Category Archive for "non profit"

Make Your Employer Brand Stand Out in the Talent Marketplace

Employer branding is gradually becoming more important in C-suite conversations, but it’s still a relatively new concept. Several years ago business leaders might have pointed to pinball machines in the office game room or catered lunches as examples of employer branding. In 2022 most are aware that such perks hardly constitute a comprehensive employee retention strategy or play any meaningful role in the battle to attract top talent. This evolution in thinking has undoubtedly been accelerated by the Covid-19 pandemic, which put immense pressure on leaders to not just communicate their values but also to demonstrate them. In the face of difficult decisions, employers suddenly had to decide whether their professed ideals and “north stars” were real and substantive or mere lip service. They gained a heightened awareness of the importance of organizational purpose, team cohesion, and employee experience. Now more than ever these attributes are critical drivers for candidates contemplating career moves amid the Great Resignation. As a result, they’re top of mind for executives looking for ways to differentiate themselves from competitors fishing in the same shrinking talent pool. Not coincidentally, they’re also elements of employer branding. Despite the confluence of trends creating a greater awareness of and need for employer branding,…

Large Numbers of Nonprofit Leaders Are Stepping Down — and the Competition to Find New Ones Is ‘Fierce’

Felecia Hatcher, now CEO of Black Ambition, stayed at her previous organization to help it navigate the challenges of the pandemic. Felecia Hatcher began thinking about leaving the group she co-founded, the Center for Black Innovation, back in 2019. After the birth of her second child, she wanted to find a way to travel less and still help young Black entrepreneurs. But then the pandemic hit, and her thinking changed. “There was no way I could leave then,” she says. The group had to make drastic changes, like turning its popular Black Tech Week into a virtual event. She and her husband had to care for a 1-year-old and were homeschooling their 6-year-old, adding more responsibilities. Mounting deaths from Covid-19 forced Hatcher to think about her own mortality. “If these are my actual last days, how do I want to spend them?” she asked herself. “What are the things I can put aside, and what are the things that are really hard that I could be approaching differently?” The murder of George Floyd changed things, too. Suddenly corporations that had ignored her organization just months earlier were now knocking down the door to work with it. It only added to…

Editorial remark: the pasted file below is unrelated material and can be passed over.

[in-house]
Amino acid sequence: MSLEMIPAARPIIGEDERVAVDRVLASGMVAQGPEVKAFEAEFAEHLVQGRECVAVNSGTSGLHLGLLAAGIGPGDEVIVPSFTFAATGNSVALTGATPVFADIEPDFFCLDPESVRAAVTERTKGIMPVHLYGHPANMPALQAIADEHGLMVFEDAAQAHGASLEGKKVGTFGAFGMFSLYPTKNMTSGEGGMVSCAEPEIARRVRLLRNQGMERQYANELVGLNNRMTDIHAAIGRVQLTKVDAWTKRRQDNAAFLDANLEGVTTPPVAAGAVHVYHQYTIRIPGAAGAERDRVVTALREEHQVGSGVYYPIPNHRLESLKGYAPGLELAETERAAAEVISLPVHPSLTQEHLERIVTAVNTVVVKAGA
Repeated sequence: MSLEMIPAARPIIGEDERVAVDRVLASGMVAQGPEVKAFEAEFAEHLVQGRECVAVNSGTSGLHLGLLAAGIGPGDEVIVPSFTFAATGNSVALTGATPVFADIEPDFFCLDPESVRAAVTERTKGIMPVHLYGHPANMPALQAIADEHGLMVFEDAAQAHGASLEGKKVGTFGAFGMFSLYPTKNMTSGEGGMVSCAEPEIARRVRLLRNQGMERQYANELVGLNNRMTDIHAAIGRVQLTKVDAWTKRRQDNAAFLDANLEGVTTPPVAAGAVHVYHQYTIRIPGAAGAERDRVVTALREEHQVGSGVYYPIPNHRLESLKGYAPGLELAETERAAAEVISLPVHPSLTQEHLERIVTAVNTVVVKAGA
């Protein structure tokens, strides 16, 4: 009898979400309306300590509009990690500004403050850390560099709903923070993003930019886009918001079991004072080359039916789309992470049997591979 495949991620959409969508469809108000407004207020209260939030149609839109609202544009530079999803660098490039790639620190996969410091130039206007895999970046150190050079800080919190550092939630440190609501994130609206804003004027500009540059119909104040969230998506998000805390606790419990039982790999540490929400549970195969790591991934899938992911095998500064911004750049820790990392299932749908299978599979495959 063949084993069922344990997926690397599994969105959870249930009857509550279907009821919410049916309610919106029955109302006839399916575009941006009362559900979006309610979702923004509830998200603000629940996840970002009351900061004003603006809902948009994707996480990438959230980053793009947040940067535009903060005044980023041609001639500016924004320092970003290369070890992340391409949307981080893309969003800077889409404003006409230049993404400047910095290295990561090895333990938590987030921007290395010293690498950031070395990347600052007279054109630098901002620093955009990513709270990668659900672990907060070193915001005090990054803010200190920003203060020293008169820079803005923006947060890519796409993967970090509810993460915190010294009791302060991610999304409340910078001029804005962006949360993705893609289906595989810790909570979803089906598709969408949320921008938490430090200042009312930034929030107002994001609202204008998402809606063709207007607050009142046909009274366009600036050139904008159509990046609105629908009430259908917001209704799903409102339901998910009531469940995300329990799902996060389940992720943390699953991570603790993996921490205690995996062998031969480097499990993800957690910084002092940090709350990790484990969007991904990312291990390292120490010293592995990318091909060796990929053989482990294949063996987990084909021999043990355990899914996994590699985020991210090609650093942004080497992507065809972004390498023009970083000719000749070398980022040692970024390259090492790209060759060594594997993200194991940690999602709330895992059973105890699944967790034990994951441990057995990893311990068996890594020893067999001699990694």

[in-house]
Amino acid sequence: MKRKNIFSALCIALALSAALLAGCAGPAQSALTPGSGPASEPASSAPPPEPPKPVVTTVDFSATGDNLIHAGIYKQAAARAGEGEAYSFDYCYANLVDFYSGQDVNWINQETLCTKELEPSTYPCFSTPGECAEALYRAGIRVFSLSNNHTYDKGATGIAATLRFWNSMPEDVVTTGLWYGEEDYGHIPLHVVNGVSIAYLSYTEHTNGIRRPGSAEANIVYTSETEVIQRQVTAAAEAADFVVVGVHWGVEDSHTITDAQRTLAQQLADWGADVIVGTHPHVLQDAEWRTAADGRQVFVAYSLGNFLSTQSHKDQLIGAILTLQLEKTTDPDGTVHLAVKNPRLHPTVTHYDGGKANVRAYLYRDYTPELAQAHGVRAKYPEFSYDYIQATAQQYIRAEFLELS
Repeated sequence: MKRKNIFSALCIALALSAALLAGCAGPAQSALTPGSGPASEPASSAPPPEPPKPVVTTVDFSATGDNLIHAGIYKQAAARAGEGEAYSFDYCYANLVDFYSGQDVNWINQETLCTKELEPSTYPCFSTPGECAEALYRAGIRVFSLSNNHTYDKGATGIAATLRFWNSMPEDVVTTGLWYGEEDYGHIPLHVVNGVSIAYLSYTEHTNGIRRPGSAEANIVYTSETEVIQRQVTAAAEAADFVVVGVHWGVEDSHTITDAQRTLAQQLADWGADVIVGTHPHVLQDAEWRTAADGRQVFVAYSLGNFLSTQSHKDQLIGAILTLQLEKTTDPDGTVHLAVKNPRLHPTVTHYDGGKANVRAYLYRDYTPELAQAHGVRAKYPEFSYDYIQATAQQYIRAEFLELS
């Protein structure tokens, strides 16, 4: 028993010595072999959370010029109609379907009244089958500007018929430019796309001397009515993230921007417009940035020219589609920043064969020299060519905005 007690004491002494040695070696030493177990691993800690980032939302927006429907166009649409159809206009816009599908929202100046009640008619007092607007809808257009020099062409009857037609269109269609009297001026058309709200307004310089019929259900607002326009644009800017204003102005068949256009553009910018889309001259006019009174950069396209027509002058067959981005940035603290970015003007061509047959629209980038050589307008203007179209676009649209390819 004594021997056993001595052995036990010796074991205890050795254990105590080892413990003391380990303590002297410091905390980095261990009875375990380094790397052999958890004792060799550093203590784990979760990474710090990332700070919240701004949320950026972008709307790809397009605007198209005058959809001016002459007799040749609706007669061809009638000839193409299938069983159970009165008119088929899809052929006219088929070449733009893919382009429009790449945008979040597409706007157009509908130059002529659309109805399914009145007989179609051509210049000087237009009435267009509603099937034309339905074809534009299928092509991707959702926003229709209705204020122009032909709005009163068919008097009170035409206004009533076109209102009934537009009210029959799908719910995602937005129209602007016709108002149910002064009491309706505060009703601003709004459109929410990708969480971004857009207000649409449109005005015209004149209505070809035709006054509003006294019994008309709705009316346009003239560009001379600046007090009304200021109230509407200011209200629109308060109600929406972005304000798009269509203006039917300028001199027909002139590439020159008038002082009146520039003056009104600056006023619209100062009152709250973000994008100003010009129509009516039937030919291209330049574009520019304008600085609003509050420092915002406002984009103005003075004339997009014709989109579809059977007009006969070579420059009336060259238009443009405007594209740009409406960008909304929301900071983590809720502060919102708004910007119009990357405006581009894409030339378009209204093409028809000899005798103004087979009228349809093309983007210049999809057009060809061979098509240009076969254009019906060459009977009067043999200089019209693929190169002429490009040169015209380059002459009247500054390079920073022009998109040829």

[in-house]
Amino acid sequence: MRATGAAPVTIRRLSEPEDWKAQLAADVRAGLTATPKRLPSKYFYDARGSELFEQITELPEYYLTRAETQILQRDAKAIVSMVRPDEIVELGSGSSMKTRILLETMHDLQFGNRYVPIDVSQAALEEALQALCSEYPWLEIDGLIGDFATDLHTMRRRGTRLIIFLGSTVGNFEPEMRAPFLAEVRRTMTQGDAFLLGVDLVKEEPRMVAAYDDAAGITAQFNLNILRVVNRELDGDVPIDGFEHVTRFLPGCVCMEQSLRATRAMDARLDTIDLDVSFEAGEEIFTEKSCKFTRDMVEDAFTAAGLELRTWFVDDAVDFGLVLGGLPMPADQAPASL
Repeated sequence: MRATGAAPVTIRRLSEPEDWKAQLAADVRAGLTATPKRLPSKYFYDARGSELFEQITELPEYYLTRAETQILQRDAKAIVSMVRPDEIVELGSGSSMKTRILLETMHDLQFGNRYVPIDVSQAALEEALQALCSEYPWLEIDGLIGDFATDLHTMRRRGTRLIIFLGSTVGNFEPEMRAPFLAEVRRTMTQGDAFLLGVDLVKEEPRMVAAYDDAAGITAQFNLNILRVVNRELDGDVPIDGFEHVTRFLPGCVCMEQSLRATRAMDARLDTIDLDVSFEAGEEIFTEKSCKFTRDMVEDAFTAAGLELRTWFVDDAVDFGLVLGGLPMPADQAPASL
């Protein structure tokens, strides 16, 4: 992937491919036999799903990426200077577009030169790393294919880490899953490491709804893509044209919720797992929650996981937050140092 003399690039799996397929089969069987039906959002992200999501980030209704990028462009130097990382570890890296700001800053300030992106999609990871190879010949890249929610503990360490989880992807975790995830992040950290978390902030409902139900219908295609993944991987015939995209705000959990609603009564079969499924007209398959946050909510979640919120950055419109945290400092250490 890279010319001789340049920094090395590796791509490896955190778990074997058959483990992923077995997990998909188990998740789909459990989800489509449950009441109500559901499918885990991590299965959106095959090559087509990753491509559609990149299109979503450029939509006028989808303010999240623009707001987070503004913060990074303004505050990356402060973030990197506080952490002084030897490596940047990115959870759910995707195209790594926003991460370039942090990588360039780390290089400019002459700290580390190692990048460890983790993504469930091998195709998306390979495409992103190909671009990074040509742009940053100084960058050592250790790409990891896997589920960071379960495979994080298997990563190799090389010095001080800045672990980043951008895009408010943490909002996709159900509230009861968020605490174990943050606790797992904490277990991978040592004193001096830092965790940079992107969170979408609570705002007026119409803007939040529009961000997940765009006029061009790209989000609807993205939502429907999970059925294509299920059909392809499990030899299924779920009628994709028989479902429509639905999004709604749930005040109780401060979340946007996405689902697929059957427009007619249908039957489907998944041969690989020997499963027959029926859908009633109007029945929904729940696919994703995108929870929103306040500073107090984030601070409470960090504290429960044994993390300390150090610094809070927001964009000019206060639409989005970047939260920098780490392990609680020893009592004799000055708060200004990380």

It’s Complicated: Nonprofit Organizations and Wage Equity

The nonprofit sector has a long, complex relationship with compensation. With a  workforce that in my home state of Minnesota is roughly three-quarters female and traditions of low wages these days, nonprofit workers are proving unwilling to accept second-class status. While the historical wage gap between nonprofit and those employed either by for-profit firms or the government is narrowing, nonprofits face mixed feelings from the public and funders about whether their employees deserve to earn wages comparable to business or government workers. The process of getting nonprofits out of the proverbial church basement means overcoming antiquated views of the helping professions where your compensation includes “psychic income”—reflected in such tropes as doing the “Lord’s work” and rewards “in the next life.” These outworn views, too, relied on sexist stereotypes that the sector’s largely female workforce didn’t need or merit higher salaries. Today, the public often reports positive feelings about the role and contributions of nonprofits but isn’t sure what to think about compensation. A public opinion survey conducted by the Charities Review Council in Minnesota presented four statements about how charity employees should get paid. The survey asked 800 people in Minnesota to pick a statement that best described their…

How to Prep Your Resume for Automated Resume Scanning